It’s a Children’s Book (Not Young Adult)!

I’ve been enormously irritated with the popular media use of the term young adult for books that are actually children’s books.  Wanting to document and draw attention to this I’ve started a tumblr, It’s a Children’s Book (Not Young Adult)!,  By all means follow it, but better yet, if you happen to see one of these irritating misuses, please let me know and I’ll add it in, giving you full credit of course!

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9 responses to “It’s a Children’s Book (Not Young Adult)!

  1. Not only do I get called a YA author all the dang time – in the newspaper, in blogs, on news sites, whatever – my more recent book was actually shelved in the teen section (by mistake, apparently) at B&N for the first two weeks after its release. It’s clearly for younger children, evidenced by the youthful cover and the fact that it says 8-14 right there on the back cover. I like YA books (or, many of them, anyway) but I don’t write them. And it bugs the spit out of me.

  2. (And also? I think the adults who do this are afraid of kid-cooties. Young Adult sounds more, well, adult. And I think people tend to confuse the distinctions and histories of the respective genres. The problem, I think, may originate in faulty postulates and misapplied logic, – i.e., “since I am reading this, and since I am an adult and not a child, but the book trends young, therefore this book must be Young Adult,” right? What bugs me is the fact that folks seem to be reluctant to acknowledge the tradition in children’s literature in grand, romantic storytelling – the types of stories that have no age discrimination, and everyone is welcome to participate. I mean, that’s what draws me to children’s literature, and my sense is that I’m not the only one.)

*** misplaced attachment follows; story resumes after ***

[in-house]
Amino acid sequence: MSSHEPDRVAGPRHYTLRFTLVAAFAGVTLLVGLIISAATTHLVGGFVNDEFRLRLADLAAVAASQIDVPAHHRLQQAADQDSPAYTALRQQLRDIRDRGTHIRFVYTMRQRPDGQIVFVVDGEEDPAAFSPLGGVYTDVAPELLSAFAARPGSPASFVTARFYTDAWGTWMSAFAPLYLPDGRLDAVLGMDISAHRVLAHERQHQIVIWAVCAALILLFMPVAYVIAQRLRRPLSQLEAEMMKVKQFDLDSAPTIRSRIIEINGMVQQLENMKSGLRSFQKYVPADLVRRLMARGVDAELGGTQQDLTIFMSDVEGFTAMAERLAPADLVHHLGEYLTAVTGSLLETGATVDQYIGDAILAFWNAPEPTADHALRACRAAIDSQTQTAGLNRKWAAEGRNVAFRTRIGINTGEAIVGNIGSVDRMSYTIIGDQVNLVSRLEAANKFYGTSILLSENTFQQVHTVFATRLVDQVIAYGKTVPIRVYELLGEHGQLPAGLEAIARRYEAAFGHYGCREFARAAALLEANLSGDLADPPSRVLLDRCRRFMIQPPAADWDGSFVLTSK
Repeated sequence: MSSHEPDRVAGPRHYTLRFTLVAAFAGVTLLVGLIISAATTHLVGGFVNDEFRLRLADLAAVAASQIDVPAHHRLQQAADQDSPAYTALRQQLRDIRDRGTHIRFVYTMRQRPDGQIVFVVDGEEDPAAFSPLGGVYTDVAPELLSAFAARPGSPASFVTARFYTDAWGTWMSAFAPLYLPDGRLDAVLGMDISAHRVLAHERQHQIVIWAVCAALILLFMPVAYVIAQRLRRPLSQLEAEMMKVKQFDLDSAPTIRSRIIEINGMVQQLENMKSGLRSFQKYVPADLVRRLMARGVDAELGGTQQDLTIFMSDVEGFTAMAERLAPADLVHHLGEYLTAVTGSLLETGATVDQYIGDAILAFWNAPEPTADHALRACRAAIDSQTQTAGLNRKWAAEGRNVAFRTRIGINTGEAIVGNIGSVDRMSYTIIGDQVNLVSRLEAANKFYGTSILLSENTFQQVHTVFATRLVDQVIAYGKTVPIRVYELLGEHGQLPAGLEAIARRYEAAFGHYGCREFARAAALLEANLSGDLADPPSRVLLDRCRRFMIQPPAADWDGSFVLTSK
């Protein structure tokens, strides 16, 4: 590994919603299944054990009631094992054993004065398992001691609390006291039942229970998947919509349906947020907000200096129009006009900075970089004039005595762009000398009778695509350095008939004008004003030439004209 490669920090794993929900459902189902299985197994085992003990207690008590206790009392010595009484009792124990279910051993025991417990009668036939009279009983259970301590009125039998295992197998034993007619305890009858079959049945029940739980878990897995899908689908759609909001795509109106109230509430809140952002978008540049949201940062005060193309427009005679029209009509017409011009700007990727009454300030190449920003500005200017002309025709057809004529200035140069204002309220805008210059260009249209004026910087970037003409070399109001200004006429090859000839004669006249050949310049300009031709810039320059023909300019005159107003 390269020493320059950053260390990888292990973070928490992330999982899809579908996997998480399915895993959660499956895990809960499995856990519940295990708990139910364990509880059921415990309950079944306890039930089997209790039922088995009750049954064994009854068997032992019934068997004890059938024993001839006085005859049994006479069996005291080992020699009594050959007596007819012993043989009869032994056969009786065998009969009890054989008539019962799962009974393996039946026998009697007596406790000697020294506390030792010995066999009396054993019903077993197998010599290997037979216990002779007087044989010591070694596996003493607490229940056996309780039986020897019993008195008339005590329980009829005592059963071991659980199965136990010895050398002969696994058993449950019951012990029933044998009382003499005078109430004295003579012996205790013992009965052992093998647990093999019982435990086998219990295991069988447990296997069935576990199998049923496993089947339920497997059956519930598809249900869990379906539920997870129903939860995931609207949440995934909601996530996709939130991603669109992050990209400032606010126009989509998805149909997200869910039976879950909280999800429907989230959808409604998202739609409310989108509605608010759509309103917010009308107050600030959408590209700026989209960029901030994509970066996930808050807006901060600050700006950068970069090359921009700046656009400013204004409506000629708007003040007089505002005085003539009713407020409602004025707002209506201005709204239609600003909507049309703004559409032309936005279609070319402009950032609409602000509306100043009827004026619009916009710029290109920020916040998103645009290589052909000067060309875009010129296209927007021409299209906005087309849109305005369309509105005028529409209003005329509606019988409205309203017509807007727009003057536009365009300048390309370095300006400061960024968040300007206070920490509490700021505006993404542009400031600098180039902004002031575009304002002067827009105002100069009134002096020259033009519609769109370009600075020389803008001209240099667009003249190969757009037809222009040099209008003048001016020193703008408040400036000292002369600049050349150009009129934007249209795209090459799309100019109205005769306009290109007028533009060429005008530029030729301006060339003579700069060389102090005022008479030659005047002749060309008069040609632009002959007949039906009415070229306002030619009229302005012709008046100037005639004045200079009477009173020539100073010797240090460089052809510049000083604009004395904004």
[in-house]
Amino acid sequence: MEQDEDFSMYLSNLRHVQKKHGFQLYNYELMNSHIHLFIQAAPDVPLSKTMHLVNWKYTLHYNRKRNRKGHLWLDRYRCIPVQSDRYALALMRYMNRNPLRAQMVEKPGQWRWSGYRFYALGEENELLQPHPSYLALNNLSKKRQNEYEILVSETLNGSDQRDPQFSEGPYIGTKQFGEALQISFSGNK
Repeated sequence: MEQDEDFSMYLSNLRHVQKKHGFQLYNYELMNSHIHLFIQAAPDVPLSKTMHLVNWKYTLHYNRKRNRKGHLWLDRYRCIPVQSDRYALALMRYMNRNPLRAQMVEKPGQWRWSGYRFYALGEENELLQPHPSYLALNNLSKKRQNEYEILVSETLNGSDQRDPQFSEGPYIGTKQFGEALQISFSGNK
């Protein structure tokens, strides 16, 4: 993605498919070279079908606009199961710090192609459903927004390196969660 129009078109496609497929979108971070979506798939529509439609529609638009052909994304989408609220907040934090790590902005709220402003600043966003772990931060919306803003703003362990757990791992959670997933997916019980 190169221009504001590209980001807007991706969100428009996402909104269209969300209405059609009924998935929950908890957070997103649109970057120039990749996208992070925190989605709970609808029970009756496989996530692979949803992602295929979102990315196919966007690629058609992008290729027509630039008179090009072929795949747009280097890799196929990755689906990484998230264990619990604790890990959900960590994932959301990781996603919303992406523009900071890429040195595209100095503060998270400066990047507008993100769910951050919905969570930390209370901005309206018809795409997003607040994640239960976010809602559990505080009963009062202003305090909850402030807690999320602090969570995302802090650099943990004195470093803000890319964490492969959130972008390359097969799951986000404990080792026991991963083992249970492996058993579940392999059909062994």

• Kid-cooties, that is perfect! Someone here or on the HuffPo blog post I did on this suggested that adults who read children’s books feel it is somehow “undignified” and so call it YA. I guess it goes back to them creating more “adult” covers for the Harry Potter books in the UK so people wouldn’t get those cooties:)

      I tend to see two responses to this. One from librarians who get defensive about shelving issues and so I have to explain they are great and my issue is not with them or this.